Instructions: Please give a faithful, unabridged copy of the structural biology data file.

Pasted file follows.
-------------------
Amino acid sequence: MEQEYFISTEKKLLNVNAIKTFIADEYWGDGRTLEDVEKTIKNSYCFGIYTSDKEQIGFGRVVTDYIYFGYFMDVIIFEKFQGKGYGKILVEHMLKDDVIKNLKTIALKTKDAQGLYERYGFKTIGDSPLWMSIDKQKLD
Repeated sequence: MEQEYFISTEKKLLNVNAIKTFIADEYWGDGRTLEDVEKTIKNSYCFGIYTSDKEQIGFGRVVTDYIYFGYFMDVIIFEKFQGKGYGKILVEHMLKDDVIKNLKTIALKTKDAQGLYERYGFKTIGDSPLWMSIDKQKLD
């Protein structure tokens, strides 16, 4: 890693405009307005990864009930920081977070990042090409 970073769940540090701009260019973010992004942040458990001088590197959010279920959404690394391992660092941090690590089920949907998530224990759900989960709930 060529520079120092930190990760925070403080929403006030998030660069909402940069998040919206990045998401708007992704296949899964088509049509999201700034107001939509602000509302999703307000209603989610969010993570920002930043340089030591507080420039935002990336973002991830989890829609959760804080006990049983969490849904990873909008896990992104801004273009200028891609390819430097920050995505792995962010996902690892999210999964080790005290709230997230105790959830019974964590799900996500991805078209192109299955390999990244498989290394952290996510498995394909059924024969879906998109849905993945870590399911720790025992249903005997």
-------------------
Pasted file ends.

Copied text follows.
Amino acid sequence: MEQEYFISTEKKLLNVNAIKTFIADEYWGDGRTLEDVEKTIKNSYCFGIYTSDKEQIGFGRVVTDYIYFGYFMDVIIFEKFQGKGYGKILVEHMLKDDVIKNLKTIALKTKDAQGLYERYGFKTIGDSPLWMSIDKQKLD
Repeated sequence: MEQEYFISTEKKLLNVNAIKTFIADEYWGDGRTLEDVEKTIKNSYCFGIYTSDKEQIGFGRVVTDYIYFGYFMDVIIFEKFQGKGYGKILVEHMLKDDVIKNLKTIALKTKDAQGLYERYGFKTIGDSPLWMSIDKQKLD
């Protein structure tokens, strides 16, 4: 890693405009307005990864009930920081977070990042090409 970073769940540090701009260019973010992004942040458990001088590197959010279920959404690394391992660092941090690590089920949907998530224990759900989960709930 060529520079120092930190990760925070403080929403006030998030660069909402940069998040919206990045998401708007992704296949899964088509049509999201700034107001939509602000509302999703307000209603989610969010993570920002930043340089030591507080420039935002990336973002991830989890829609959760804080006990049983969490849904990873909008896990992104801004273009200028891609390819430097920050995505792995962010996902690892999210999964080790005290709230997230105790959830019974964590799900996500991805078209192109299955390999990244498989290394952290996510498995394909059924024969879906998109849905993945870590399911720790025992249903005997």